Courtney C. Radsch is an international media expert and published author with more than 11 years of journalism and media experience in the U.S. and Middle East. She currently manages the Global Freedom of Expression Campaign at Freedom House, where she leads international advocacy missions and trains civil society advocates. She often serves as a spokesperson for Freedom House on freedom of expression issues, with an emphasis on social media and the Middle East. Her recent appearances include PBS, al-Jazeera, al-Hurra, NPR and VOA. She regularly writes for the Huffington Post, Oxford Analytica, and Arab Media & Society and is the author of several book chapters related to media and the Middle East. Her Arab Media blog is one of the longest running on the topic and she is turning her PhD dissertation, The Revolution will be Blogged: Cyberactivism in Egypt, into a book. Radsch holds a master’s degree from Georgetown University’s School of Foreign Service and a bachelor’s degree from the University of California, Berkeley. She is proficient in Arabic, French, and Spanish. Her Twitter handle is @courtneyr.

Steven Strasser is an associate professor at the City University of New York’s Graduate School of Journalism. He is also the author of the CIMA report, Registering Reporters: How Licensing of Journalists Threatens Independent News Media. He began his career as a reporter for the Miami Herald and went on to work as a writer, correspondent, and editor at Newsweek. In New York, he wrote for Newsweek’s international and national affairs departments. Overseas, he served as Moscow correspondent and Hong Kong bureau chief. As managing editor of Newsweek International, Strasser supervised the Europe, Asia, and Latin America editions. He received a National Headliner Award and three Overseas Press Club Awards for his work in the former Soviet Union, China, and Hong Kong. Strasser taught as an adjunct journalism professor at Rutgers University and Purchase College. He co-authored the memoirs of Abu Ghraib’s commanding general, Janis Karpinski, edited the memoirs of the Federal Bureau of Investigation’s Mark Felt (the Watergate source known as “Deep Throat”), and has edited several other books. He earned a bachelor’s degree from the University of Nebraska and a master’s degree from Columbia University.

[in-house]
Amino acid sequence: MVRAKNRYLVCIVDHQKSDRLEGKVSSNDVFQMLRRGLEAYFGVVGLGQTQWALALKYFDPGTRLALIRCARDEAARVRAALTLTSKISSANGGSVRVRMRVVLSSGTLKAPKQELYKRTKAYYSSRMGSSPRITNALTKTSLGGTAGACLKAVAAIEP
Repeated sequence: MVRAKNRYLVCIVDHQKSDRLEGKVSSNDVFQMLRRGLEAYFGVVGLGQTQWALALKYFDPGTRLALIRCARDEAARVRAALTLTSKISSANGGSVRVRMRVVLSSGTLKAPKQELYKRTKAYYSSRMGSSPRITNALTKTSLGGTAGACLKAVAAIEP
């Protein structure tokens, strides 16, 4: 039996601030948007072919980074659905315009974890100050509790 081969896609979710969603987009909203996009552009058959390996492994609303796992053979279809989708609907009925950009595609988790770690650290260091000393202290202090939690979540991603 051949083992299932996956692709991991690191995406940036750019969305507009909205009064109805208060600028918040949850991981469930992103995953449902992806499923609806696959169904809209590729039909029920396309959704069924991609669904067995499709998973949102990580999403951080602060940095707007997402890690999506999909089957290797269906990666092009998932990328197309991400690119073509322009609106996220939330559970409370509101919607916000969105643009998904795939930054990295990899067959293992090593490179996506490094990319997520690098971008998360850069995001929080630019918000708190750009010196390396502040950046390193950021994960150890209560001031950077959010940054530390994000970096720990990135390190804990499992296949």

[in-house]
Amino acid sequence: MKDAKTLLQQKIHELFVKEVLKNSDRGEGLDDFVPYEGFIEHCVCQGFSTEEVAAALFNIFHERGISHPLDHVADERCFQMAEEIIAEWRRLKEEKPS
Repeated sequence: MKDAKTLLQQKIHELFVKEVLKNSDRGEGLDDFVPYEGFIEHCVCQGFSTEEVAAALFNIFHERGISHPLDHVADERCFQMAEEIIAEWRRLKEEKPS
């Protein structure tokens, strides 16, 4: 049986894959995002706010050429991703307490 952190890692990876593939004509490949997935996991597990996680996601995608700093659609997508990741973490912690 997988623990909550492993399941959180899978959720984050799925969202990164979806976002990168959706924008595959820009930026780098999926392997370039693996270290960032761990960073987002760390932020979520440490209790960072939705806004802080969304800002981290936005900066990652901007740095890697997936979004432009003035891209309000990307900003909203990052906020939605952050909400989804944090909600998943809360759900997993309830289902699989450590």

The Center for International Media Assistance, an initiative of the National Endowment for Democracy, brings together a broad range of media experts with the goal of strengthening the support for and improving the effectiveness of media assistance programs by providing information, building networks, and conducting research on the indispensable role independent media play in creating sustainable democracies around the world.

Freedom House is an independent watchdog organization that supports the expansion of freedom around the world. Freedom House supports democratic change, monitors freedom, and advocates for democracy and human rights. Since its founding in 1941 by prominent Americans concerned with the mounting threats to peace and democracy, Freedom House has been a vigorous proponent of democratic values and a steadfast opponent of dictatorships of the far left and the far right.